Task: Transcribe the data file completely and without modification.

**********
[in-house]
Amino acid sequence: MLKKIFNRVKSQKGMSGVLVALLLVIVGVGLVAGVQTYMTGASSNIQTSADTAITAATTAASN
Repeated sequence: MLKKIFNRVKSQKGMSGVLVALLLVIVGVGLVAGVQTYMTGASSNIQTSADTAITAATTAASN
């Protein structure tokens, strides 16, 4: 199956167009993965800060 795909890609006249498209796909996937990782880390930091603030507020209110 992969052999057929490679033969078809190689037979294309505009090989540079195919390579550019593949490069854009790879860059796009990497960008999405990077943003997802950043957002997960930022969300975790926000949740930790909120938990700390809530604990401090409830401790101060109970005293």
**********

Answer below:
[in-house]
Amino acid sequence: MLKKIFNRVKSQKGMSGVLVALLLVIVGVGLVAGVQTYMTGASSNIQTSADTAITAATTAASN
Repeated sequence: MLKKIFNRVKSQKGMSGVLVALLLVIVGVGLVAGVQTYMTGASSNIQTSADTAITAATTAASN
């Protein structure tokens, strides 16, 4: 199956167009993965800060 795909890609006249498209796909996937990782880390930091603030507020209110 992969052999057929490679033969078809190689037979294309505009090989540079195919390579550019593949490069854009790879860059796009990497960008999405990077943003997802950043957002997960930022969300975790926000949740930790909120938990700390809530604990401090409830401790101060109970005293």